Do You Need an Attorney to Defend a Collections Lawsuit?
So you are being sued on debt and you aren’t sure if it’s worth hiring an attorney or not. Surely an attorney will cost money, but will he or she cost more than what you could pay to resolve the debt?
While there are no bright line answers as to when it’s worth hiring an attorney and when it isn’t, there are some considerations to help make up your mind whether it’s worth hiring a good debt defense attorney.
How Much are You Being Sued For?
This is an obvious factor. If you are being sued for an amount less than $2,000, and you suspect that you do in fact owe the debt, you may well be able to resolve the debt yourself for less than what it would cost you to hire an attorney.
There is usually no harm in calling the plaintiff’s attorneys yourself to ask what they would resolve the amount owed for, so long as you don’t give too much information. Don’t apologize, explain why it wasn’t paid, say you will have money in the future, or give much else other than asking what they would take to settle the debt or lawsuit. You can give a short explanation of your current financial hardship if asked, but avoid giving detailed run downs of your family assets, monthly expenses, and other personal financial information.
Do You Owe the Money?
Debt collectors confuse people with common or similar sounding names. They misapply payments. They sue on amounts previously discharged in bankruptcy. In short, don’t assume that you owe the money just because a debt collector is suing you for the amount.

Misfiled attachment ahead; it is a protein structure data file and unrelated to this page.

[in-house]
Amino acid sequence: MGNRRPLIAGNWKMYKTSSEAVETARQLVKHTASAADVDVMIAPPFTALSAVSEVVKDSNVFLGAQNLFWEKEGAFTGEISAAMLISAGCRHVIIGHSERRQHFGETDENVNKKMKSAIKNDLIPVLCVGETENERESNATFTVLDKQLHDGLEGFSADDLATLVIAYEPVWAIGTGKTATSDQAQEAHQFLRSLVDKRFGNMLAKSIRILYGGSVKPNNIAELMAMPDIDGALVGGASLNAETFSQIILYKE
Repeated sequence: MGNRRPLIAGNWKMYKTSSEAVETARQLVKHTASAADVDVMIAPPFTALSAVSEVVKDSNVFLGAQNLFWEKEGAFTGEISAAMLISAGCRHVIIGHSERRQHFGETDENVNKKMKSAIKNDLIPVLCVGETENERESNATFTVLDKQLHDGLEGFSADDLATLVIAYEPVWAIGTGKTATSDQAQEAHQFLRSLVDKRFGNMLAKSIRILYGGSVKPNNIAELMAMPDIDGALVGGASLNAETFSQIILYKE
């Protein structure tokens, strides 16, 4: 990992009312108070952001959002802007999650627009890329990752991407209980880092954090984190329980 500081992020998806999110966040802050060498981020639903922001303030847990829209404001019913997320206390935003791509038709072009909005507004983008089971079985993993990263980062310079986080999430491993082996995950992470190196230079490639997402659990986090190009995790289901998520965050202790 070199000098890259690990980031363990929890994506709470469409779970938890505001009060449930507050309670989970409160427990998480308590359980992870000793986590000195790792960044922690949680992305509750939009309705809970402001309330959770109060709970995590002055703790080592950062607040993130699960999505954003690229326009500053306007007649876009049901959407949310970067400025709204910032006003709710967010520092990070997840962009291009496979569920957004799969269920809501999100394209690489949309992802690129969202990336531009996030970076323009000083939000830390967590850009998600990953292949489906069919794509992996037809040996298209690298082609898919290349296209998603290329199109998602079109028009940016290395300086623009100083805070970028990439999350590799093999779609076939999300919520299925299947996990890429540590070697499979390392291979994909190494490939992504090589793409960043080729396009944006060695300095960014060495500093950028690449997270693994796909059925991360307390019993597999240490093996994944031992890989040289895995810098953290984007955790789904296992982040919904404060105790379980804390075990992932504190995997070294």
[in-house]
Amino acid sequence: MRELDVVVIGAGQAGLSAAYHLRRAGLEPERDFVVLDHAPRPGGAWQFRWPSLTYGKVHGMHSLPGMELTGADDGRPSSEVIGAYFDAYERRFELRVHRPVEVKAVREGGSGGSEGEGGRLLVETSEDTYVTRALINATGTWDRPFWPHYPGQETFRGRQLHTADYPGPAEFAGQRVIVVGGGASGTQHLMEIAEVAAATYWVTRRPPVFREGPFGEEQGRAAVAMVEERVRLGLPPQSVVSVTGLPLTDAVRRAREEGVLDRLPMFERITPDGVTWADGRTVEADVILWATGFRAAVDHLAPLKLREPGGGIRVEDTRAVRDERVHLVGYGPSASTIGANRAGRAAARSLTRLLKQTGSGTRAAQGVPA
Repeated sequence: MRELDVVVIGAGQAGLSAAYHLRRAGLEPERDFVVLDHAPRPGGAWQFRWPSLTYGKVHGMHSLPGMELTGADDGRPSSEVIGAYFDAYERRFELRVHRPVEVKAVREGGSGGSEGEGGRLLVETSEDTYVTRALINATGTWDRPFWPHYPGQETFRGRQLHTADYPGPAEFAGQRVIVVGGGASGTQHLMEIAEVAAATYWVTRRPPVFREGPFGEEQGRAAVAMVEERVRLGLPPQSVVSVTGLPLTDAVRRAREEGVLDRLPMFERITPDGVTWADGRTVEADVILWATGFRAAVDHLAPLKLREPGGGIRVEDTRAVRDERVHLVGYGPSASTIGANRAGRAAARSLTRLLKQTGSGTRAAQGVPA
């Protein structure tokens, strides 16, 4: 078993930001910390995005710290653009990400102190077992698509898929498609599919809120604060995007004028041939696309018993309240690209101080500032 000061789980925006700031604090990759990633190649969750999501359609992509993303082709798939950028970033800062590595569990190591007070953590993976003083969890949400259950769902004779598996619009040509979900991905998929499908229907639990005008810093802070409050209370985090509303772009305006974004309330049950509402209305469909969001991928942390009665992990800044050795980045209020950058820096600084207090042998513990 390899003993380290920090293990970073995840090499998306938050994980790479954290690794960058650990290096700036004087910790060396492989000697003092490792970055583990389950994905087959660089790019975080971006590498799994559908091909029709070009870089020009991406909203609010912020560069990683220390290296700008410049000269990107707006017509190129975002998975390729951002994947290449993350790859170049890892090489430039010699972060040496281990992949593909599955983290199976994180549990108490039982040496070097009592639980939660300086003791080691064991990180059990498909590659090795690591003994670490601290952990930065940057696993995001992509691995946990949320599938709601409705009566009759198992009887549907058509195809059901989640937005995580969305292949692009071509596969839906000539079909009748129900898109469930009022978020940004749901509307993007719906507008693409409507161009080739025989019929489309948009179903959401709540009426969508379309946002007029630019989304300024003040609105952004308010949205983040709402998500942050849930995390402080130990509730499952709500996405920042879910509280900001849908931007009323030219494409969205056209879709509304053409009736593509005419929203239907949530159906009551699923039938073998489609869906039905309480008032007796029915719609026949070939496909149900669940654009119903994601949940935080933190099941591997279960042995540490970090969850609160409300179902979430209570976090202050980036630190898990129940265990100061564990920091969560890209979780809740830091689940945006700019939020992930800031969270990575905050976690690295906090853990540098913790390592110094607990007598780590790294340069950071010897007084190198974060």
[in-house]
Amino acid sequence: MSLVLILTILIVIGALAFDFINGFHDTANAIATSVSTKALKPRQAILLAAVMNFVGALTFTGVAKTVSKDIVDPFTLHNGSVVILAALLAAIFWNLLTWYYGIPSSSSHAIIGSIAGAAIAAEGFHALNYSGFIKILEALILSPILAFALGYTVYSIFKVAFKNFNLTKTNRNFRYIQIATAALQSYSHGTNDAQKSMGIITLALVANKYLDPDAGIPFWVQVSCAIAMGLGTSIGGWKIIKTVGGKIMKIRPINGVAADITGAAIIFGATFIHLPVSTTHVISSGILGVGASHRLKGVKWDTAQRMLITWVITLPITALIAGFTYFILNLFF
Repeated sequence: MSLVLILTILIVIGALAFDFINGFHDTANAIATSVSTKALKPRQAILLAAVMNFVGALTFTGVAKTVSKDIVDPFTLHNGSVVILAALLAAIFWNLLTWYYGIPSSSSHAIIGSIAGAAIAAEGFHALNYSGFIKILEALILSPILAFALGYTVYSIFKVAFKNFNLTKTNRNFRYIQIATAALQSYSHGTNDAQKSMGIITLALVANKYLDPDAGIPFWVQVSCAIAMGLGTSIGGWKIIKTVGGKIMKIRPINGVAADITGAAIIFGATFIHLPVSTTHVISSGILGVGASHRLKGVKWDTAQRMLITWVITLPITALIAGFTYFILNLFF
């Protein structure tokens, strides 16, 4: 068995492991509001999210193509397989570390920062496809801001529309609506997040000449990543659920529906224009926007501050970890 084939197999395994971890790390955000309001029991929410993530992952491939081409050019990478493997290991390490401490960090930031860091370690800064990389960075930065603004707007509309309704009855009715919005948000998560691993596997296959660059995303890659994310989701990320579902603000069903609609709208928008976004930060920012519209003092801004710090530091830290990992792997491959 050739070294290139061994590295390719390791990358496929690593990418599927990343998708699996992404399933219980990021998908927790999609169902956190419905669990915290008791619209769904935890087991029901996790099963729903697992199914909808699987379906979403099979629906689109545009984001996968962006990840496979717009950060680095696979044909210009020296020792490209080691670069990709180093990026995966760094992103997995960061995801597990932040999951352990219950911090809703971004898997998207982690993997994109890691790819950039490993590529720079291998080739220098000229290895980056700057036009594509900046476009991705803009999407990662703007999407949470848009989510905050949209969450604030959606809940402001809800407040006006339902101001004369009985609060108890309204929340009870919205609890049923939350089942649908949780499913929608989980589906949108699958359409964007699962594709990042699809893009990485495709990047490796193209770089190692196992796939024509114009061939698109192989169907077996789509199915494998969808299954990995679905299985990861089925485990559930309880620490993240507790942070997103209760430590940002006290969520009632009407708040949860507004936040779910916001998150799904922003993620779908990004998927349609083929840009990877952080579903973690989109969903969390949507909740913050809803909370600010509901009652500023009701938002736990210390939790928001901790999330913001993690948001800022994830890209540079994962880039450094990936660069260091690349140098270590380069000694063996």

If you have a reason to think that you don’t owe the money or the amount owed, then it may be best to hire an attorney. The law often requires debt collectors who file wrongful suits to pay consumers’ attorneys fees, or even pay additional damages under the Fair Debt Collection Practices Act.
Proving you don’t owe the amount you are being sued for likely will require that you obtain evidence through discovery or by taking depositions—things it is better to have an attorney to take care of for you.
Often, debt collectors will try to sue on debts that are too old to legally be collected. The question of whether yours is too old is an individual question based on the type of debt, and any documents you signed. However, as a general rule, if the debt you are being sued on is approaching 5 years old, you may be best served by getting an attorney to tell you whether or not you have a valid defense based on the expiration of the statute of limitations.
Usually anytime you are being sued for collection of a student loan, it is a good idea to hire an attorney. Student loans often involve more than a nominal amount, and complex student loan laws could come into play. Defenses are also based on whether your loan is private or public, so having a good attorney on hand will help you navigate the complex waters of government regulation.
If you are being sued by a debt collector or debt buyer, contact Jacobs Legal in Miami today to discuss your rights in court and how to defend yourself.